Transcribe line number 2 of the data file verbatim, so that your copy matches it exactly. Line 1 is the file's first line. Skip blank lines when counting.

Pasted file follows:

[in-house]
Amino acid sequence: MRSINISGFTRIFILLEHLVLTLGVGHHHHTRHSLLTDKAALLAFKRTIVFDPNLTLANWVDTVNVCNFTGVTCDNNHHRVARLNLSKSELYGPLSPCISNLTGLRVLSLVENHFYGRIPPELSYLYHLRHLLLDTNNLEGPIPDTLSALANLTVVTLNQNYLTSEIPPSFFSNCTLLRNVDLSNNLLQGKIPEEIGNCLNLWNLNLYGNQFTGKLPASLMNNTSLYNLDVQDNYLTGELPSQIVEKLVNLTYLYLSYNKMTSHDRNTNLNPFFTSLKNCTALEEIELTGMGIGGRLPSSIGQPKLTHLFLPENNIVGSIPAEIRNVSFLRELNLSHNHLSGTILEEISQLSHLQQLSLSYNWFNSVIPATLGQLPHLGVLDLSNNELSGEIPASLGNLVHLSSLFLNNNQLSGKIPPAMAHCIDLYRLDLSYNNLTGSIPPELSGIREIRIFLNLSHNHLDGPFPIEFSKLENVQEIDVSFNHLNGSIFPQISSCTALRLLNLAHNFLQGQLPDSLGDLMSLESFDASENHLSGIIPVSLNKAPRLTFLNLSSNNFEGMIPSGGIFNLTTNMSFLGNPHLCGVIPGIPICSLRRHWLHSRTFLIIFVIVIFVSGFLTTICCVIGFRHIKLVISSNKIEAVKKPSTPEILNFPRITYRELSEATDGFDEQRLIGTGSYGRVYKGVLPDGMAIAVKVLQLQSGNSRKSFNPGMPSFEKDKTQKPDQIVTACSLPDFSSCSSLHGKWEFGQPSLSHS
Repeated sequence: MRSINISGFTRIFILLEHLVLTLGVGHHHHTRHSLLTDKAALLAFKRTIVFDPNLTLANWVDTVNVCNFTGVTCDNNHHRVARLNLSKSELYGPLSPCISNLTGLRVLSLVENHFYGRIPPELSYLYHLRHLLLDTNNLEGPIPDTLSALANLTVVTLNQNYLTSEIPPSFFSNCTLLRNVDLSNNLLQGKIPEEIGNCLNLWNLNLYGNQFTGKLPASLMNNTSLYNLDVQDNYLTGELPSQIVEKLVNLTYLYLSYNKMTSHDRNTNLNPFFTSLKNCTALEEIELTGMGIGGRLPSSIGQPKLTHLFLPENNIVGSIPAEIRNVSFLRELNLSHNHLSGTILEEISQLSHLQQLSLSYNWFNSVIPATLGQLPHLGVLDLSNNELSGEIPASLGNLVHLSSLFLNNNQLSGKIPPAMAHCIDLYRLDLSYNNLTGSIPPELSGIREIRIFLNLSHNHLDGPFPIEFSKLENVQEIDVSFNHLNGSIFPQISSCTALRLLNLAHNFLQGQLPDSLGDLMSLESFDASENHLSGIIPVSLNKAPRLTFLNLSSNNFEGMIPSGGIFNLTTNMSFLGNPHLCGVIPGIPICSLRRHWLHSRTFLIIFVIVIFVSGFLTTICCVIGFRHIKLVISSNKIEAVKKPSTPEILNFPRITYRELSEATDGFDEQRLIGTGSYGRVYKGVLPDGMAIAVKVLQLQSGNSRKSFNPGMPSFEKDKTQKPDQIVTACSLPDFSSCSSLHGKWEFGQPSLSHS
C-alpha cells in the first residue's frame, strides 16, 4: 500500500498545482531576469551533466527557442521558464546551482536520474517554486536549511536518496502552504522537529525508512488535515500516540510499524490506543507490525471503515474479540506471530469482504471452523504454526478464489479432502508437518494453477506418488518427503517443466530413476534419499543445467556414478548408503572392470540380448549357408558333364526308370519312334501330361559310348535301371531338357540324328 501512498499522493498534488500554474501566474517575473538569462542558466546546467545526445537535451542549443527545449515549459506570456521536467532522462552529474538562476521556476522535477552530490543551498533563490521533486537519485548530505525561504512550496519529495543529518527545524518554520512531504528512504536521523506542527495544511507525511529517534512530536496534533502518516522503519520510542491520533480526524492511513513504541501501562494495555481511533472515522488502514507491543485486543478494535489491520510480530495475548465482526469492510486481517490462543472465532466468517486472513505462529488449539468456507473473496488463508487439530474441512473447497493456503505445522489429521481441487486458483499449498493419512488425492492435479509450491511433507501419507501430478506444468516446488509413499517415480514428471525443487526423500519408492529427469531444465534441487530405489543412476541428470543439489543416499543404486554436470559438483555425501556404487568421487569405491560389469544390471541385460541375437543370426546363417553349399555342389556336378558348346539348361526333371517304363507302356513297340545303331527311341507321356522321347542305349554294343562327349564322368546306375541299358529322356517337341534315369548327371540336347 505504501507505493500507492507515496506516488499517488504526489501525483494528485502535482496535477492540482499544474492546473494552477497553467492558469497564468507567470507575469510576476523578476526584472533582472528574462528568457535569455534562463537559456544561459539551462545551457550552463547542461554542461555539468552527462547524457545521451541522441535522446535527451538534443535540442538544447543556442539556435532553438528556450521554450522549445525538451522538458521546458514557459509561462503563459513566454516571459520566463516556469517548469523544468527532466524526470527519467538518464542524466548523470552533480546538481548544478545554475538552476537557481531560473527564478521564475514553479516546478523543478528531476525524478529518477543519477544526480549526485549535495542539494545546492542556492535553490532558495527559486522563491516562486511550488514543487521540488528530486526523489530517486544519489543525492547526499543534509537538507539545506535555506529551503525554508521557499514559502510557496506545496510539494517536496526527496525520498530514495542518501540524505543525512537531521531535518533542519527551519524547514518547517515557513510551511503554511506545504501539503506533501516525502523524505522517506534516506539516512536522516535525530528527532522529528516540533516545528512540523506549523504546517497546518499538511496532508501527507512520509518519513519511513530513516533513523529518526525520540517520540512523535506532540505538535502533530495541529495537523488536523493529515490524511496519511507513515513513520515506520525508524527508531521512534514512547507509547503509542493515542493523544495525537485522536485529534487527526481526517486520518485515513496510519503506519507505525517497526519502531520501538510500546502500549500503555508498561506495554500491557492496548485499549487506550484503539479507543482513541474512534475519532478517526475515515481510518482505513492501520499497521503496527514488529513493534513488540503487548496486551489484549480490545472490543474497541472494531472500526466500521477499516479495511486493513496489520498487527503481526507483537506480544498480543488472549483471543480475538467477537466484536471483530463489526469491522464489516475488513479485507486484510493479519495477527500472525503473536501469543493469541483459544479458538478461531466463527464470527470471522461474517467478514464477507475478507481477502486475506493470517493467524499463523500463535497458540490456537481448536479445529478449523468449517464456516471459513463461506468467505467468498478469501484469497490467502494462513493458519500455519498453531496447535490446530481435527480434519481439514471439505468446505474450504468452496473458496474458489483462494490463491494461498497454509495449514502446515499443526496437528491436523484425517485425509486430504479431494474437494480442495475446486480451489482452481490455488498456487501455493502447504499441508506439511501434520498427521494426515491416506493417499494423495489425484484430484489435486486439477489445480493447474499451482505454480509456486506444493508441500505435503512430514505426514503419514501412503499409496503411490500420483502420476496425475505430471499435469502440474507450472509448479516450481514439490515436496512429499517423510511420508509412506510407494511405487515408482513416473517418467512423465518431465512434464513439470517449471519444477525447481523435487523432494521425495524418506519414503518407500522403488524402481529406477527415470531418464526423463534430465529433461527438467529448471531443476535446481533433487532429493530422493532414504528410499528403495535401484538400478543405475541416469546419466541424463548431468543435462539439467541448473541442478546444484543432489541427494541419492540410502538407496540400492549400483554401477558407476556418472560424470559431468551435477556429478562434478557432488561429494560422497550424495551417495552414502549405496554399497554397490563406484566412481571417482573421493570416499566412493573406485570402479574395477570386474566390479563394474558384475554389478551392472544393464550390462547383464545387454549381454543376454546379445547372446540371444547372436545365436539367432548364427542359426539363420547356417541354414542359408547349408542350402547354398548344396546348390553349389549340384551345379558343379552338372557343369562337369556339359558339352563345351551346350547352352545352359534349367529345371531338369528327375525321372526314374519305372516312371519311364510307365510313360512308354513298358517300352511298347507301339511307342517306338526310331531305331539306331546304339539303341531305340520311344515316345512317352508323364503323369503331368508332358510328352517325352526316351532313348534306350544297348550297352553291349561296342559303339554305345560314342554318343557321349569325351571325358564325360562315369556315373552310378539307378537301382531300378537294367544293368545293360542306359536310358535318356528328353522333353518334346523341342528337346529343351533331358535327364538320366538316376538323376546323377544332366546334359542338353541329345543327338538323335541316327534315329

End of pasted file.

Amino acid sequence: MRSINISGFTRIFILLEHLVLTLGVGHHHHTRHSLLTDKAALLAFKRTIVFDPNLTLANWVDTVNVCNFTGVTCDNNHHRVARLNLSKSELYGPLSPCISNLTGLRVLSLVENHFYGRIPPELSYLYHLRHLLLDTNNLEGPIPDTLSALANLTVVTLNQNYLTSEIPPSFFSNCTLLRNVDLSNNLLQGKIPEEIGNCLNLWNLNLYGNQFTGKLPASLMNNTSLYNLDVQDNYLTGELPSQIVEKLVNLTYLYLSYNKMTSHDRNTNLNPFFTSLKNCTALEEIELTGMGIGGRLPSSIGQPKLTHLFLPENNIVGSIPAEIRNVSFLRELNLSHNHLSGTILEEISQLSHLQQLSLSYNWFNSVIPATLGQLPHLGVLDLSNNELSGEIPASLGNLVHLSSLFLNNNQLSGKIPPAMAHCIDLYRLDLSYNNLTGSIPPELSGIREIRIFLNLSHNHLDGPFPIEFSKLENVQEIDVSFNHLNGSIFPQISSCTALRLLNLAHNFLQGQLPDSLGDLMSLESFDASENHLSGIIPVSLNKAPRLTFLNLSSNNFEGMIPSGGIFNLTTNMSFLGNPHLCGVIPGIPICSLRRHWLHSRTFLIIFVIVIFVSGFLTTICCVIGFRHIKLVISSNKIEAVKKPSTPEILNFPRITYRELSEATDGFDEQRLIGTGSYGRVYKGVLPDGMAIAVKVLQLQSGNSRKSFNPGMPSFEKDKTQKPDQIVTACSLPDFSSCSSLHGKWEFGQPSLSHS